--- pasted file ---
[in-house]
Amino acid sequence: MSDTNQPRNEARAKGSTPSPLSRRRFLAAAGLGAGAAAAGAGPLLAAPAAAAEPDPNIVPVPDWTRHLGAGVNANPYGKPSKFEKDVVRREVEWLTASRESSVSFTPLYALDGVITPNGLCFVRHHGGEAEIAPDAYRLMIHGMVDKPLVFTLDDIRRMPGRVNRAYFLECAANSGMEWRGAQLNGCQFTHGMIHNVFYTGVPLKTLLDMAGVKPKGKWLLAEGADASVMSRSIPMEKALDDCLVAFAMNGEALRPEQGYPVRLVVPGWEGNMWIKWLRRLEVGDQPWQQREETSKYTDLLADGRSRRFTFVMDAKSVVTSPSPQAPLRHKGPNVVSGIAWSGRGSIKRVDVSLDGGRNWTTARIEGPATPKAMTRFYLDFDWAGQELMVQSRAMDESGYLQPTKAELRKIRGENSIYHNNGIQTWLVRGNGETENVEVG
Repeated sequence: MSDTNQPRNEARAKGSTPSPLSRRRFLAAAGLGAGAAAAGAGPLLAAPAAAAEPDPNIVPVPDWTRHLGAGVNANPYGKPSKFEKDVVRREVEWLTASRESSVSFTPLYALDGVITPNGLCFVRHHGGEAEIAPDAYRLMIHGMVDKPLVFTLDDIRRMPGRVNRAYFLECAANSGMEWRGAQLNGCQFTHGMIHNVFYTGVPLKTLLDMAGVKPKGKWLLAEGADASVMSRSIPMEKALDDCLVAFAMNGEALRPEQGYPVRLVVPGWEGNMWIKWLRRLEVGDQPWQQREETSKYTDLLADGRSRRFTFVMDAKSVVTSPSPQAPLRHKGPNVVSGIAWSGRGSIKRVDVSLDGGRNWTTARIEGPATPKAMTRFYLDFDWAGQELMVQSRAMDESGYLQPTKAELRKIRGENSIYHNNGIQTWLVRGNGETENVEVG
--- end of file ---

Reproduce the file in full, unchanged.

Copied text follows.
[in-house]
Amino acid sequence: MSDTNQPRNEARAKGSTPSPLSRRRFLAAAGLGAGAAAAGAGPLLAAPAAAAEPDPNIVPVPDWTRHLGAGVNANPYGKPSKFEKDVVRREVEWLTASRESSVSFTPLYALDGVITPNGLCFVRHHGGEAEIAPDAYRLMIHGMVDKPLVFTLDDIRRMPGRVNRAYFLECAANSGMEWRGAQLNGCQFTHGMIHNVFYTGVPLKTLLDMAGVKPKGKWLLAEGADASVMSRSIPMEKALDDCLVAFAMNGEALRPEQGYPVRLVVPGWEGNMWIKWLRRLEVGDQPWQQREETSKYTDLLADGRSRRFTFVMDAKSVVTSPSPQAPLRHKGPNVVSGIAWSGRGSIKRVDVSLDGGRNWTTARIEGPATPKAMTRFYLDFDWAGQELMVQSRAMDESGYLQPTKAELRKIRGENSIYHNNGIQTWLVRGNGETENVEVG
Repeated sequence: MSDTNQPRNEARAKGSTPSPLSRRRFLAAAGLGAGAAAAGAGPLLAAPAAAAEPDPNIVPVPDWTRHLGAGVNANPYGKPSKFEKDVVRREVEWLTASRESSVSFTPLYALDGVITPNGLCFVRHHGGEAEIAPDAYRLMIHGMVDKPLVFTLDDIRRMPGRVNRAYFLECAANSGMEWRGAQLNGCQFTHGMIHNVFYTGVPLKTLLDMAGVKPKGKWLLAEGADASVMSRSIPMEKALDDCLVAFAMNGEALRPEQGYPVRLVVPGWEGNMWIKWLRRLEVGDQPWQQREETSKYTDLLADGRSRRFTFVMDAKSVVTSPSPQAPLRHKGPNVVSGIAWSGRGSIKRVDVSLDGGRNWTTARIEGPATPKAMTRFYLDFDWAGQELMVQSRAMDESGYLQPTKAELRKIRGENSIYHNNGIQTWLVRGNGETENVEVG